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This volume takes a humanitarian perspective to protection in conflicts and seeks to introduce the what and the how of doing protection work, and the impact of the new humanitarian politics on its practice.
Humanitarian protection lies at the heart of the new prominence of humanitarian action: ‘protection of civilians’ is now used by different actors to mean both the traditional use of international law to ensure persons are protected, and military intervention to protect civilians from their own state. Literature around the ‘new humanitarianism’ and the ‘Responsibility to Protect’ (R2P) has abounded as the political use of protection narratives has driven interventions in a number of states, and with a range of outcomes. The work of humanitarian protection has largely continued, in conflict, natural disaster and complex emergencies, with humanitarians risking their lives to ensure the rights and dignity of the vulnerable. Such work has however inspired almost no literature, academic or otherwise. Even as becoming a humanitarian worker has become a career path facilitated by a plethora of graduate courses, there is a dearth of sources of information, informed by both theory and practice, that can navigate the new politics of humanitarian action.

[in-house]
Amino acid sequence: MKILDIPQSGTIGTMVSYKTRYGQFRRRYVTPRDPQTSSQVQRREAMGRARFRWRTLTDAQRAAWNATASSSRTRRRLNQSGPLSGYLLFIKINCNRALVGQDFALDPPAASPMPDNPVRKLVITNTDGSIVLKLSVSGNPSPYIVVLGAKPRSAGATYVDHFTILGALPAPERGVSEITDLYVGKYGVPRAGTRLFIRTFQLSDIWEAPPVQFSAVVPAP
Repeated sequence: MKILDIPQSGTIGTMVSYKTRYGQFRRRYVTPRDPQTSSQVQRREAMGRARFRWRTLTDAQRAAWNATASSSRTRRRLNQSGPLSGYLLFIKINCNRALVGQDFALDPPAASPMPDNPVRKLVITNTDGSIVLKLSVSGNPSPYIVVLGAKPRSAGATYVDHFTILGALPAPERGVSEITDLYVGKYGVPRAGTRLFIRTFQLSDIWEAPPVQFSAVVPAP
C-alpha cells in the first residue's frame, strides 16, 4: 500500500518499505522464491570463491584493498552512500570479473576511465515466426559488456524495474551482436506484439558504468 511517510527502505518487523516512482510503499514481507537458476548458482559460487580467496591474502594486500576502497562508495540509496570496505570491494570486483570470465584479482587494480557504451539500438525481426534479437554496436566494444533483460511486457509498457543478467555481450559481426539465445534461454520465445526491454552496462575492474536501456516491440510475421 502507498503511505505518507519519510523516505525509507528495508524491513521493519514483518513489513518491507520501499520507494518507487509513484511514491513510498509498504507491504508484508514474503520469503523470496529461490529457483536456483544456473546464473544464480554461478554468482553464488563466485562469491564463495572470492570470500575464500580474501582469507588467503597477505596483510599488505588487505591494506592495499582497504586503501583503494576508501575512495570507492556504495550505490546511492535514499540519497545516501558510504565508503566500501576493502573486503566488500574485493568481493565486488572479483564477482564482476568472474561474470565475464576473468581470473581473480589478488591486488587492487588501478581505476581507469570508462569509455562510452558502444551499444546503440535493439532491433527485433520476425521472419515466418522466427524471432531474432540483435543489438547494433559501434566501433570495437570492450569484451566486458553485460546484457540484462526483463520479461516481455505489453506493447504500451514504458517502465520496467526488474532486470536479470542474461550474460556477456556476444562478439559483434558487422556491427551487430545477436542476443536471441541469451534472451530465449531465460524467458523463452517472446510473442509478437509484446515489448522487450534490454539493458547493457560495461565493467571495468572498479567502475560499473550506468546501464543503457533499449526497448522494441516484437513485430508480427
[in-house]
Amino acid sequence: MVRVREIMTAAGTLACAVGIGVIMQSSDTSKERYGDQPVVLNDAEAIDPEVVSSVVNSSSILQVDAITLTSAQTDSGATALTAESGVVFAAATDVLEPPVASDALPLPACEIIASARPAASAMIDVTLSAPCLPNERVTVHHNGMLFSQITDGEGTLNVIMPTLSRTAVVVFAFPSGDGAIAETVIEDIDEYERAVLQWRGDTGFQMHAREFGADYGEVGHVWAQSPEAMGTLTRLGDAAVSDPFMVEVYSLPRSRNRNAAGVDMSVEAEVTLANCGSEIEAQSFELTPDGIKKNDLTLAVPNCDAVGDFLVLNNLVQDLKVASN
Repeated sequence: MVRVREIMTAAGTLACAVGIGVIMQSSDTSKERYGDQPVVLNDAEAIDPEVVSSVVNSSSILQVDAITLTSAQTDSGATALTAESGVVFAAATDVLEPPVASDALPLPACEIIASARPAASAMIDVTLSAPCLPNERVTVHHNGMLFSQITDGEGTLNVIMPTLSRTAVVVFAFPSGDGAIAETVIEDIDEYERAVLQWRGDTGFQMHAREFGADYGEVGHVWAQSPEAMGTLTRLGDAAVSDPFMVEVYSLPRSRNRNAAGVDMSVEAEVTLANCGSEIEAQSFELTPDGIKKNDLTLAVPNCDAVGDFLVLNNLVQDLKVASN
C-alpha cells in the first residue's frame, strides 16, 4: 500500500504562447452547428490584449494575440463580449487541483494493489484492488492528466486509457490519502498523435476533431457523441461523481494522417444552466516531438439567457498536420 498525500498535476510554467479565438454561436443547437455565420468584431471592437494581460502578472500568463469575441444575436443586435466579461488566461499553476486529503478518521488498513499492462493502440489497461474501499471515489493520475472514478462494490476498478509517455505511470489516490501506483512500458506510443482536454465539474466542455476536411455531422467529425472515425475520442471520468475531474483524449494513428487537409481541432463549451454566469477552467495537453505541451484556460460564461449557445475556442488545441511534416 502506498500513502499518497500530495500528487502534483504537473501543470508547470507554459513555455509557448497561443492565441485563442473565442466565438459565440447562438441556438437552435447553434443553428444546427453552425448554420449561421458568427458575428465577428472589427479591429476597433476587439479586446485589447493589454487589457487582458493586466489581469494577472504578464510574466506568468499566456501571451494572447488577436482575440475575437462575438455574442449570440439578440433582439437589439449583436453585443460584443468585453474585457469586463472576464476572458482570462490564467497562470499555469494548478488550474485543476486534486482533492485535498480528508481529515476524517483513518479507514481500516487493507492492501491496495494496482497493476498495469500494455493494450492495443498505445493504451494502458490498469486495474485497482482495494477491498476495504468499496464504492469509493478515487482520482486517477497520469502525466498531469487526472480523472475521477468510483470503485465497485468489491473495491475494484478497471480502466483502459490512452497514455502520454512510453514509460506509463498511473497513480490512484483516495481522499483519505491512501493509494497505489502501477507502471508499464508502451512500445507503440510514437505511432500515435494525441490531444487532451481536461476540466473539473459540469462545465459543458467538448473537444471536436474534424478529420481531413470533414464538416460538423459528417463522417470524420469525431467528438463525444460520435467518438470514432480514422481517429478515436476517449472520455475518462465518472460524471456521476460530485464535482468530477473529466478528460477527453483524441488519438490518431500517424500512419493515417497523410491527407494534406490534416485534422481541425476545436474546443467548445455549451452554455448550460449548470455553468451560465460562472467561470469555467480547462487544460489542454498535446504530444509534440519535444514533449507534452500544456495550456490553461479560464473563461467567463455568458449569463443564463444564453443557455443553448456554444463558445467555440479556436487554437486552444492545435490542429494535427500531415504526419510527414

This textbook can be used on courses that focus on preparing humanitarian and human rights professionals, and also aims to also be a source to which field workers can turn for a theoretical perspective and overview of practice relevant to their own work. It emphasises humanitarian protection over assistance because developments that have seen human rights based approaches politicise traditional neutral and impartial perspectives are most salient in this arena. It surveys bodies of international law that form the normative basis of humanitarian action but aims not to be legal text, rather using law to set the frame for the practice of protection work. In the spirit of practical relevance it discusses in detail the modalities of protection work, and engages with the very concrete impacts that the political instrumentalisation of humanitarianism has had on humanitarians. The book also discusses how the violations that protection work seeks to prevent have become the focus of a global justice project towards which humanitarians, always witnesses to atrocity, must take a position. It concludes with a critical discussion of the impact on protection work of the new military humanitarianism and R2P.
This book will be of much interest to students of humanitarian protection/assistance, the Responsibility to Protect, peace and confict studies, development studies, human rights and security studies, as well as practitioners in the field.